- Video is more memorable than written content. As consumers, we’re exposed to thousands of marketing plays and ads every day. Consumers are growing increasingly “blind” to banner ads and text ads, however, it’s much harder to ignore video.
Due to the viral nature, easy access, and great built-in accessibility, promotional video is becoming one of the most important aspects of the internet today. It has a great ability to drive sales and showcase personal emotion to your customers. If you’re looking for new ways to stand out in today’s competitive online environment, it’s time to explore video marketing for your website.
It’s more common than you’d think!
Today, millions of websites are vulnerable to attacks including top brands like LinkedIn, Adobe, Target and more. However, when companies refuse to release or even admit their mistakes, it can leave the rest of us out in the open with our usernames and passwords.
Luckily, there’s a site that helps us know a little more about these attacks. The website Have I been pwned is a great source to use if you are wondering, like we all are, if your information has ever been in danger.
Now that you know where to go to check your account information, lets go through some of the biggest company data breaches of all time!
- Yahoo – Yahoo could actually hold the top 2 biggest spots, but let’s count it as one. Yahoo announced that data associated with at least 500 million accounts had been stolen. Three months later, it then disclosed ANOTHER breach – more than 1 billion accounts.
- Myspace – A Russian hacker, who goes by the name Peace, has wreaked quite the havoc on both Myspace and LinkedIn. Myspace confirmed a breach of user names and passwords for about 360 million accounts.
- Target – Roughly 40 million shoppers had their credit and debit card information stolen due to a data breach at Target that took place in the three weeks after Thanksgiving that in 2013. Target later agreed to pay $10 million to customers who suffered from the breach and tens of millions more to U.S. banks who lost money.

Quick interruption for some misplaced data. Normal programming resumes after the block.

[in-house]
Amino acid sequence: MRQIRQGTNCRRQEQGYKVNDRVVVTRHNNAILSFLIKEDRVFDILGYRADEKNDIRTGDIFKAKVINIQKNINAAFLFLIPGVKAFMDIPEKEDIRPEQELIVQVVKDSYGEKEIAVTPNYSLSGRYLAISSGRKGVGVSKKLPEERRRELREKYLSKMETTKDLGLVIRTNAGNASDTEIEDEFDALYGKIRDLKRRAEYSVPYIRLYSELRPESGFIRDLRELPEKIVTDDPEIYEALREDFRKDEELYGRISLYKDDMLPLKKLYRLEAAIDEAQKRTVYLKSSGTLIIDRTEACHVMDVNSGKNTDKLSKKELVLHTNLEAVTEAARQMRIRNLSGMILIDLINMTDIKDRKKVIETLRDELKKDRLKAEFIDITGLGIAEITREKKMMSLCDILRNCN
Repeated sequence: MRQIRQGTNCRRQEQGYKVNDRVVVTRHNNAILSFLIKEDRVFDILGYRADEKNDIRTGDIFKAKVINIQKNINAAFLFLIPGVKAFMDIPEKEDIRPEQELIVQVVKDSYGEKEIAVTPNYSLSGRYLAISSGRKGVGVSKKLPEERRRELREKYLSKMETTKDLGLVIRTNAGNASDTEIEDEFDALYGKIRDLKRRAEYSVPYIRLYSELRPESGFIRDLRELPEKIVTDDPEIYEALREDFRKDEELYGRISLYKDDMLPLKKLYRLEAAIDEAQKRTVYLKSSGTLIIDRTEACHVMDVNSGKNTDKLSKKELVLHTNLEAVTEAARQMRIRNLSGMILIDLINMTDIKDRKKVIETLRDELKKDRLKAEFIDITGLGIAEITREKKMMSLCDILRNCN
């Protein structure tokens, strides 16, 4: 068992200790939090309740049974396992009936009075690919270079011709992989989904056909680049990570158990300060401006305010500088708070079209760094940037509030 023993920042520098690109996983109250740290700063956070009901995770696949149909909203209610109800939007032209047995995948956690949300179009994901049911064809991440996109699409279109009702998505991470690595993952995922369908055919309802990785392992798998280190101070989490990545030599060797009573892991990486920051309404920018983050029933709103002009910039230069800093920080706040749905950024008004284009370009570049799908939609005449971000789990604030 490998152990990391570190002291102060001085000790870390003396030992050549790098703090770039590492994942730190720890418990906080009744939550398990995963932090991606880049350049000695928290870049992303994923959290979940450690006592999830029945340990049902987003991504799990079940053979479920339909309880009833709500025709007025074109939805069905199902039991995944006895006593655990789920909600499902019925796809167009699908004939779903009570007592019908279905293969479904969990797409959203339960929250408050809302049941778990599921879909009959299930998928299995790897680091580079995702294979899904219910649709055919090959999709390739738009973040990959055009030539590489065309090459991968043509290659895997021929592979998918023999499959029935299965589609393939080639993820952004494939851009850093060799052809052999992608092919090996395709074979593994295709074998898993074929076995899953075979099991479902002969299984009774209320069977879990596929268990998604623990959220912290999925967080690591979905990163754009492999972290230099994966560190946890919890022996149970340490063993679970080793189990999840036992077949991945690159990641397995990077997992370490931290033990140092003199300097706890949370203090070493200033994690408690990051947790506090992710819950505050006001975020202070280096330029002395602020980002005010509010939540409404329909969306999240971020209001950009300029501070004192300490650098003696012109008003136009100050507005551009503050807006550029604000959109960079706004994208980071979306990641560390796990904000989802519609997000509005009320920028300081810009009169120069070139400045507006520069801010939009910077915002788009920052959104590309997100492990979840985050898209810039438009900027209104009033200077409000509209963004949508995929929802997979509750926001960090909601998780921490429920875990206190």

Curious about more breaches? Why not check out this amazing chart with all different types of data breaches here.
You heard that right!
It is estimated that Google Chrome has over 1 billion users today. Given that it’s one of the most popular and up-to-date web browsers, I am glad they’re finally taking a step in the direction of alerting users when a site is not secure. This labeling system is currently active as of January 2017 and focuses mainly on unencrypted sites that transmit passwords or asks for credit card information. This is just the first step Google is making towards discouraging the use of sites that don’t use encryption. Google has reported that today, more than half of the websites visited by Chrome users are already encrypted.
The updated version of Chrome 56 will be the first version of web browser that will alert the user of this status as well as working in the future towards a safer internet experience. Russell Brandom of The Verge lays out Chromes next steps, “In the years to come, the team plans to warn Chrome users away from all sites served over unencrypted HTTP, beginning with Incognito mode ‘where users may have higher expectations of privacy.’ Planned changes include labeling all HTTP pages with the red triangle warning symbol, currently only used for irregularities in HTTPS.”
What can you do today?
Update your Chrome browser (if it does not automatically do so), would be the first step. We all want an internet that’s safer and more secure for the every day user. Lucky for us, Google is taking security to the next level and will continue to do so in the coming years. Contact us here at RealBasics to help you navigate the confusing and sometimes scary world of website encryption. We are here to help make your website experience even better!
Jennifer Penney Boyle is an established portrait photographer in the Seattle area. We’d been already helping on and off with her main site, JenniferBoylePhotography.com. When she showed us her design for her new family-documentary website, JennyPenneyPhoto.com we were thrilled to pitch in.
We built the framework for the site using the lively logo and design elements from our frequent collaborators at Chalkbox Creative. Jenny —
a true do-it-yourselfer — added the photos and content. We’re really happy with the end result.